Former Texas coach Charlie Strong was famously criticized for his recruitment of out-of-state prospects. Strong signed five prospects from outside of the Texas borders in his first class, then infamously reeled in the “Florida 5” in the 2015 cycle. The high school coaches in Texas weren’t happy.
“Charlie was a great man but a horrible hire,” South Grand Prairie coach Brent Whitson said in a Land of 10 story in 2017. “You get here and the first thing you do is go to Florida for recruits. … All it did was cost him about 2,500 head coaches at Texas high schools.”
Tom Herman, who inherited the class of 2017 much like Strong did in 2014, also signed five players from outside of the Lone Star State in his first cycle. The similarities in numbers don’t stop there, though the perception of the two coaches’ recruiting priorities couldn’t differ more greatly around the state.
It was the 2015 class that drew ire from high school coaches in Texas. Strong leaned on his Florida connections and signed 11 players from out-of-state. Eight of those players made it to campus.
Herman wasn’t shy about recruiting out of state in his second class. The Longhorns signed the third-best class in the country in 2018. It consisted of eight out-of-state signees. The same number Strong brought to campus in his 2015 class that alienated so many high school coaches.
Strong’s last class turned out to be 2016 when he signed five non-Texans. It was his third UT class. The 2019 class will be third at Texas for Herman. Texas currently holds 13 commitments, six of which hail from outside of the state. Yet Herman isn’t getting the same heat from the coaches in Texas.
Numbers can lie, and perception is the key. Coaches thought Strong preferred Florida recruits to those available to the Longhorns. Texas coaches got to know Herman as a head coach at Houston before he took the most scrutinized head coaching job in the state. He relied on those connections to lure the top talent from Houston in 2018, sprinkling in the eight out-of-state prospects.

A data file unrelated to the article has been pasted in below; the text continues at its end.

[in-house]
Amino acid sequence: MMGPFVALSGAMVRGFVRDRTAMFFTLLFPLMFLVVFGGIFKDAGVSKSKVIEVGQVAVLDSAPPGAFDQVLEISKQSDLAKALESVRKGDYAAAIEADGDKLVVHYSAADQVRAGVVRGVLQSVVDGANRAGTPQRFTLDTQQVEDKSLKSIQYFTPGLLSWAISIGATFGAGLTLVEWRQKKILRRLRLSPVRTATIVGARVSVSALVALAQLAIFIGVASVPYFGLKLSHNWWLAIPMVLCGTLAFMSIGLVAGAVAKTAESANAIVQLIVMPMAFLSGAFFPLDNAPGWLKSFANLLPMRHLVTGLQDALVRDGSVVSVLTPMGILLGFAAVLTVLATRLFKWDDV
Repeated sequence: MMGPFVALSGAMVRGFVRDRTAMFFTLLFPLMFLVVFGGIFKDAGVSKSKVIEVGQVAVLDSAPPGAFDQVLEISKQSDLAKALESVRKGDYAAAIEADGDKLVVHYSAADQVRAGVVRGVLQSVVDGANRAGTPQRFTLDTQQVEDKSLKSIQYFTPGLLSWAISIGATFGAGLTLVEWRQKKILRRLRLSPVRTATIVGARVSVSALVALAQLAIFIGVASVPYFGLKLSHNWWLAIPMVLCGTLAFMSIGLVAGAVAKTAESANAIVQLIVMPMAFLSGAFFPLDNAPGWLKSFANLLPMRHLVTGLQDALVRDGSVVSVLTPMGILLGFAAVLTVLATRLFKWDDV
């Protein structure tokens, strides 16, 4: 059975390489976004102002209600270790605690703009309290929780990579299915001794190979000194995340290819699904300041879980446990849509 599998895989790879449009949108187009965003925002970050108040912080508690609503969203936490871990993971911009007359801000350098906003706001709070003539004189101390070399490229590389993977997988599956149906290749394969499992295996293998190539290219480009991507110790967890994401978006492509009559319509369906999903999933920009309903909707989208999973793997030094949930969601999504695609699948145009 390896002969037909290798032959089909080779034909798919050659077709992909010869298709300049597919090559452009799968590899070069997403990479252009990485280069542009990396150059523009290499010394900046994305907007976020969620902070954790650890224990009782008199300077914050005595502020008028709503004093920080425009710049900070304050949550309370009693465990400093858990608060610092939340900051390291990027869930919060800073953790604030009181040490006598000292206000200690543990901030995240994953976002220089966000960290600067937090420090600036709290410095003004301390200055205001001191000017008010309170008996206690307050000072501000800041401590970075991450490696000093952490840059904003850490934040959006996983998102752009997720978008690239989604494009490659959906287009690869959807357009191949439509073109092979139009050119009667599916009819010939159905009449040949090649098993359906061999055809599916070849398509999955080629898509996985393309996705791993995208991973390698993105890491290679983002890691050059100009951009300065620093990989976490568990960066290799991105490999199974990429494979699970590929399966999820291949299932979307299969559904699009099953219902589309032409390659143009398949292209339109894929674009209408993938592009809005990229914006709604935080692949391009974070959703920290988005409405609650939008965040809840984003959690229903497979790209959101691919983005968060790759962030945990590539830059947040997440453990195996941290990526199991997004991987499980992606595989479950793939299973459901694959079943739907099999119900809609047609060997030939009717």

“Herman started his recruiting in Texas. Its base is here, started here and then went outside,” said Kevin Goodwin, the quarterbacks coach and recruiting coordinator at Conroe Oak Ridge. “Strong started here, but went out of state simultaneously. Made it look like the other recruits were just as important. Remember, Strong withdrew offers from Texas kids immediately when he got there. That didn’t sit well with a lot of people.”
Herman finessed the 2017 class, keeping the group together, adding a few pieces and holding the remaining offers for a super-sized 2018 class. The eight out-of-state commitments didn’t seem as big of a number since the team signed 27 players. Still, the 2015 class that signed the Florida 5 also contained 27 members.
Simply put: Herman built the clout in state to go outside of it. Strong never did.
“Herman won’t receive the same heat as long as his main priority is Texas guys first,” said Theadis Reagins, who coached defensive backs at Houston Lamar in 2017 and watched two of his players sign with the Longhorns. “I’m thinking with Texas A&M catching a little steam with the in-state guys this cycle, Herman is looking to build a national brand.”
Recruiting is about relationships. Strong, for several reasons, was never able to build a real connection with the power brokers of the state, which remain the high school football coaches. Herman built trust at Houston. He recruited Houston. He continued to do so when he arrived at Texas and he’s starting to build those same connections in Dallas.
“There will be enough Texas boys on the roster,” said Chris Gilbert, the head coach at Lancaster in south Dallas. “You’re not a national program unless you can recruit nationally. Our guys are plucked left and right by Oklahoma. They needed something to be mad at Charlie (Strong) about. Heck, Ricky Williams is from California.”
It was dumb to bash Strong for going out of state and it would be equally dumb to use it as a recruiting tool against Texas. Herman will fill his roster with mostly Texans. That’s what Texas does, even under Strong. He was from Florida. Herman is from California, a state Texas is currently recruiting with fervor.
It was a straw-man argument used to undermine Strong. Winning would have muted the noise. It’s a non-topic for Herman, but he’ll still need to win to keep a stranglehold on the state.
“As long as (Herman) wins, I don’t think he’ll get (crushed) like Strong did for recruiting out of state,” said Adam Harvey, the defensive backs coach at Cibolo Steele. “No one will bat an eye if W’s are the byproduct.”
2019 Texas Longhorns recruiting class
|Roschon Johnson||QB||Port Neches-Groves||4||July 21 (2017)|
|T'Vondre Sweat||DE||Huntsville||3||Feb. 28|
|Jordan Whittington||WR||Cuero||4||March 10|
|De'Gabriel Floyd||OLB||Westlake Village (Calif.)||4||March 31|
|Kenyatta Watson II||DB||Grayson (Ga.)||4||May 1|
|Brayden Liebrock||TE||Chandler (Ariz.)||3||May 8|
|Tyler Johnson||OL||Conroe Oak Ridge||5||May 25|
|Jared Wiley||TE||Temple||3||May 26|
|Jake Smith||WR||Notre Dame Preparatory (Ariz.)||4||June 3|
|Peter Mpagi||DE||George Ranch||3||June 16|
|Chris Adimora||S||Mayfair (Calif.)||4||July 1|
|Marques Caldwell||CB||Alvin||3||July 7|
|Demariyon Houston||WR||Millwood (Okla.)||4||July 7|
|Marcus Tillman Jr.||OLB||Jones (Fla.)||3||July 28|
|Javonne Shepherd||OT||North Forest||4||July 29|
|Derrian Brown||RB||Buford (Ga.)||4||Sept. 16|
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